Senate Foreign Relations chair: Erdogan referendum win 'not something to applaud'

The Republican chairman of the Senate Intelligence Committee rebuffed President Trump Tuesday for congratulating Turkish President Recep Tayyip Erdogan on a referendum vote dramatically expanding his authority.

In an appearance on CNN's "New Day" alongside Sen. Christopher CoonsChristopher (Chris) Andrew CoonsThe Hill's Coronavirus Report: The Hill's Reid Wilson says political winners are governors who listened to scientists and public health experts; 12 states record new highs for seven-day case averages Hillicon Valley: Facebook takes down 'boogaloo' network after pressure | Election security measure pulled from Senate bill | FCC officially designating Huawei, ZTE as threats Democrats, voting rights groups pressure Senate to approve mail-in voting resources MORE (D-Del.), who is also on the Foreign Relations Committee, Sen. Bob CorkerRobert (Bob) Phillips CorkerCheney clashes with Trump Sessions-Tuberville Senate runoff heats up in Alabama GOP lawmakers stick to Trump amid new criticism MORE (R-Tenn.) said that Erdogan has put Turkey on a path toward authoritarianism and should not be encouraged.

"To me, it's certainly not something to applaud," Corker said. "It is concerning that we have a NATO ally that is moving toward a lesser democracy within its own country and it's not, in my opinion, it's not something to congratulate him on."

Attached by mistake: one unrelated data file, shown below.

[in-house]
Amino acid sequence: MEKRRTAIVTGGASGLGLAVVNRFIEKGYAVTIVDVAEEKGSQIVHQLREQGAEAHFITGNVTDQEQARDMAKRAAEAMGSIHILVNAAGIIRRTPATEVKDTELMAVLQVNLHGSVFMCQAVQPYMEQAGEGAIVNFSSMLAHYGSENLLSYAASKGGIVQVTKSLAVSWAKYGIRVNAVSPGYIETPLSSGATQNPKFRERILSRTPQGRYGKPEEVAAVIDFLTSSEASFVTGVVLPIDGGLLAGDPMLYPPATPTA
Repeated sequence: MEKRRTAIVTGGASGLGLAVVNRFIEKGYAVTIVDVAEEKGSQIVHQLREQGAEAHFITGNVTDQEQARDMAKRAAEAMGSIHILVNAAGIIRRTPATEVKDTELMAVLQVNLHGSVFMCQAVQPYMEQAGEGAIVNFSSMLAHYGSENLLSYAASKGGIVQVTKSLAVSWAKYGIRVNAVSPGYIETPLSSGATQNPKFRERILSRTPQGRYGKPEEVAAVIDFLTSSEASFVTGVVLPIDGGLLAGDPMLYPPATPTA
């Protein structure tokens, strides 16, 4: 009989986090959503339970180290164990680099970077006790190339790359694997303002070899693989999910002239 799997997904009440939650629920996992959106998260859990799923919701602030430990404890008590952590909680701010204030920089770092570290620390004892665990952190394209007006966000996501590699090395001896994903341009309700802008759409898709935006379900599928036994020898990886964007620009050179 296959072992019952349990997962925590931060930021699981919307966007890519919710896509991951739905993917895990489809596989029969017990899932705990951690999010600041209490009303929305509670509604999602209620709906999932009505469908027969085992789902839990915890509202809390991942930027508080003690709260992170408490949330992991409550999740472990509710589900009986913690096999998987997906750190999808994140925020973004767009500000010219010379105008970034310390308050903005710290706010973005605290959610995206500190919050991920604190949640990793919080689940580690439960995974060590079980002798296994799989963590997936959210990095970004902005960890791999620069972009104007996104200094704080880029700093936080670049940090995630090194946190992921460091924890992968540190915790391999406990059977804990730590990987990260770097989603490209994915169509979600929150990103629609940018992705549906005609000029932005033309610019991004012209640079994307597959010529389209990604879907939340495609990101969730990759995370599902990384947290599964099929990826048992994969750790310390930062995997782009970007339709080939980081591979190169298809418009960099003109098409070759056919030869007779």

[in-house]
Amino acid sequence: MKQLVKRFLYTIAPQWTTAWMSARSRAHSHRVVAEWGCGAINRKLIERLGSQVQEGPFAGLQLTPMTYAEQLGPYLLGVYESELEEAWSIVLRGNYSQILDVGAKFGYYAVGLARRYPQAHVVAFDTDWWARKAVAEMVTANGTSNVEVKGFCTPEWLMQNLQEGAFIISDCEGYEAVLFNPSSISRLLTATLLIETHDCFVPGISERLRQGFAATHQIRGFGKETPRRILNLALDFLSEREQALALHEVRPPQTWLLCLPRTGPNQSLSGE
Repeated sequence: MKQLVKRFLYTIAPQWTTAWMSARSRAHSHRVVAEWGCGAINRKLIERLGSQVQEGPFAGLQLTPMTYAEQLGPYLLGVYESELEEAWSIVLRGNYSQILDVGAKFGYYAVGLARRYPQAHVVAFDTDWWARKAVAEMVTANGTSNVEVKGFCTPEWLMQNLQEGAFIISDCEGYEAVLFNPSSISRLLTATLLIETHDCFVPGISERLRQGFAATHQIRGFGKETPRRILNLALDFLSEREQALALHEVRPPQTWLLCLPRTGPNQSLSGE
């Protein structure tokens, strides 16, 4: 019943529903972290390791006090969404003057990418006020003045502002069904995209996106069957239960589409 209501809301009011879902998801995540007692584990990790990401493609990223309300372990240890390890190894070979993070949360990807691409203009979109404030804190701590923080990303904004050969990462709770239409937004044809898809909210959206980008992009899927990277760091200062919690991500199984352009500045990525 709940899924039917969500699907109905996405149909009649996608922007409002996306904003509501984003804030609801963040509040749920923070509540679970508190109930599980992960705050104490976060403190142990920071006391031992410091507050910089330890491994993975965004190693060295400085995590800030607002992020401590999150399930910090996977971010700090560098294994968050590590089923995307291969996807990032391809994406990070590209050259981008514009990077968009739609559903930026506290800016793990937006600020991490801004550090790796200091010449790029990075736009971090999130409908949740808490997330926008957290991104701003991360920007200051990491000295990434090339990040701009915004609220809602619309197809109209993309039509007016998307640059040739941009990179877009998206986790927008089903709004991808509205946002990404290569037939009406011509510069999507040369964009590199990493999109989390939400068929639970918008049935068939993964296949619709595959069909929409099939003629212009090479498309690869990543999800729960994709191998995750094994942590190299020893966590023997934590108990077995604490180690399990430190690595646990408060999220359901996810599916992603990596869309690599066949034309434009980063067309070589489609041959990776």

Turkish voters narrowly approved a referendum earlier this month expanding Erdogan's presidential powers, abolishing the office of the prime minister and giving Erdogan sweeping authority to appoint ministers and judges. The vote has been widely criticized by international election monitors.

The country's high court on Tuesday rejected a request by Erdogan's opponents to appeal the results of the April 16 vote, arguing that it was not within their jurisdiction to do so.

Erdogan has increasingly worked to consolidate his power in Turkey after a failed military coup last summer threatened to overthrow his government. Shortly after the referendum vote, the Turkish government said that Trump had called to congratulate Erdogan.

The White House later confirmed the phone call but emphasized that the brunt of the conversation focused on NATO and reaffirming the alliance between the U.S. and Turkey.

"Erdogan is increasingly tilting towards an authoritarian streak," Coons said. "I'm not sure I would have encouraged the president to congratulate him on this, given the outcome and the conduct of his government, internally."